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Transition, Resilience, and Fireweed

Health & Wellness News

Spring 2018

Transition, Resilience, and Fireweed

by The Rev. J. William Harkins, Ph.D., LMFT

We paused on the trail — tired, hot, and momentarily liberated from the weight of our heavy packs — and I sat down on a scorched, fallen log, grateful for the respite, in what only three years earlier had been a verdant, old growth Montana forest. Now, the charred remains of spruce, lodge-pole pine, and fir were all that I could see. Burned sentinels of formerly majestic trees rose ahead and above us, and those no longer standing seemed to litter the forest floor as if some great force had arbitrarily tossed them and let them lie where they fell. I found myself lamenting the loss of what I knew had once been a fecund, flourishing forest ecosystem. Radically changed by fire, the ravaged forest was now permanently damaged. But was it really? Was I seeing the whole picture? We live in a complex world that is always changing, and the response of any “system,” whether a family, a business, a church, or an ecosystem to the shocks and disturbances of change depends on a number of factors. But what are they, and how do we understand change and resilience in response to them?

Our hiking trip began at a trailhead in an area burned by a large and ferocious fire three years earlier. It was, by most outward appearances, a scene of utter desolation. After several miles of hiking on this hot day, we stopped for water and rest, still solidly ensconced in the burn. As we sat quietly, I began to look around, and see that new life was everywhere, pushing upward in infinite detail, where my vision had been limited only to what was most obvious to the eye. I caught a glimpse of a mule deer, drawn to the open terrain by the lush, waist-high vegetation now growing in the sunlight. Light, life-giving and fierce, seemed to have given birth to the life lying in the trees, and in the soil, all along. Fireweed, a lovely serotinous plant, with lavender and pink flowers, that grows in just such burned-over land, was everywhere around us. How had I missed it?

As I listened, and finally began to pay attention, I heard a low, buzzing hum, and then began to see that the fireweed had attracted hundreds of hummingbirds, dodging and darting, feeding on the fireweed nectar along with bees and other insects. Wildlife of all kinds seemed suddenly visible. Life seemed to be flourishing, and I had not seen it because I had not paid attention to the larger, more complex picture it contained. Seeds of lodge-pole pines that need only the intense heat of the fire to release their inner Chi — the deepest, essential life breath and energy — were everywhere. I had both literally and metaphorically not seen the emerging new forest for the desolate, burned trees.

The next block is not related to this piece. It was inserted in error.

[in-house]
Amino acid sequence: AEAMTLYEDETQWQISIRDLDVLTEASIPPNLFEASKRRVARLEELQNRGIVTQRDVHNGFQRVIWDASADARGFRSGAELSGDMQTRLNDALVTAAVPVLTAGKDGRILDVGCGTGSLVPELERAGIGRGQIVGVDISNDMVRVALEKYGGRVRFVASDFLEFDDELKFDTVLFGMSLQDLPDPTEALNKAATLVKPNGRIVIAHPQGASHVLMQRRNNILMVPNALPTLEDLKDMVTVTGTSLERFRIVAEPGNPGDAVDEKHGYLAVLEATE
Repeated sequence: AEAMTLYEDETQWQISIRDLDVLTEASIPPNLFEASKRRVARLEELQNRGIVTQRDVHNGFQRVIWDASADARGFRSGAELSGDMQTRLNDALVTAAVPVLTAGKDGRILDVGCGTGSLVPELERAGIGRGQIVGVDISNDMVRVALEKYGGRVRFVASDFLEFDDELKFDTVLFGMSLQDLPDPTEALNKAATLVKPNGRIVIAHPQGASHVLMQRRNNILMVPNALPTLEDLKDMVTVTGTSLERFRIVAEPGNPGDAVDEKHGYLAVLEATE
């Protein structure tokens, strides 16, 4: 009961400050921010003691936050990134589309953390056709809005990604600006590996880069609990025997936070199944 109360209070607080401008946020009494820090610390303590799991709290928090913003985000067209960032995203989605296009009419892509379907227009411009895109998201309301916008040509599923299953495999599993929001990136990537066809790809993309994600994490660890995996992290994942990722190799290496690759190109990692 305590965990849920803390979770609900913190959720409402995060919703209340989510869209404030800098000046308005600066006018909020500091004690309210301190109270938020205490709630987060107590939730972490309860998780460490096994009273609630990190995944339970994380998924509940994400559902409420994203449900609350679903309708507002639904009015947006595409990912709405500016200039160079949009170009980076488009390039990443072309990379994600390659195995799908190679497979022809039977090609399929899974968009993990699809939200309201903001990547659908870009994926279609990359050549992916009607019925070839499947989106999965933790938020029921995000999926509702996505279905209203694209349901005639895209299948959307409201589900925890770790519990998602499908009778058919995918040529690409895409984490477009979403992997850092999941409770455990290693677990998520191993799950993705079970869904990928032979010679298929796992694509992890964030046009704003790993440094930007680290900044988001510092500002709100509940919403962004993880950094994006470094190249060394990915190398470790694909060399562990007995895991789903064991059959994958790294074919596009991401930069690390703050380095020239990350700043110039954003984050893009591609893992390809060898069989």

In their text entitled Resilience Thinking: Sustaining Ecosystems and People in a Changing World, Bryan Walker and David Salt suggest that the response of any system to shocks and disturbances depends on its context. They define resilience as “the ability of a system to absorb disturbance and still retain its basic function and structure.” At the heart of resilience thinking is a very simple notion — things are constantly changing — and to ignore or resist this change is to increase our vulnerability and forego emerging opportunities. In so doing, we limit our options. And, this raises a question that has implications for us all, regardless of the “ecosystems” within which we work.

Indeed, those of us who live and work in churches and other institutions will quickly recognize that these two concepts on the road to resilience are present in our local, familiar “ecologies” as well! In their book Resilience: Why Things Bounce Back, Zolli and Healy suggest that “our resilience is rooted not only in our beliefs and values, in our character, experiences, values, and genes, but critically in our habits of mind — habits that we can cultivate and change.” As a clinician, seminary professor, and Episcopal priest whose work is often devoted to “habits of mind” that promote resilience, this caught my attention.

Here are a few ways of cultivating resilience we might consider:

The Rev. J. William Harkins teaches pastoral theology and counseling in the various programs at Columbia Theological Seminary, where he directs the Th.D. program in pastoral psychotherapy. He is a Priest Associate at the Episcopal Cathedral of St. Philip. Bill practices psychotherapy and marriage and family therapy at the Brookwood Center and the Cathedral Counseling Center in Atlanta. He joined the faculty of Episcopal CREDO, a wellness program for clergy, as Psychological Health faculty in 2012.

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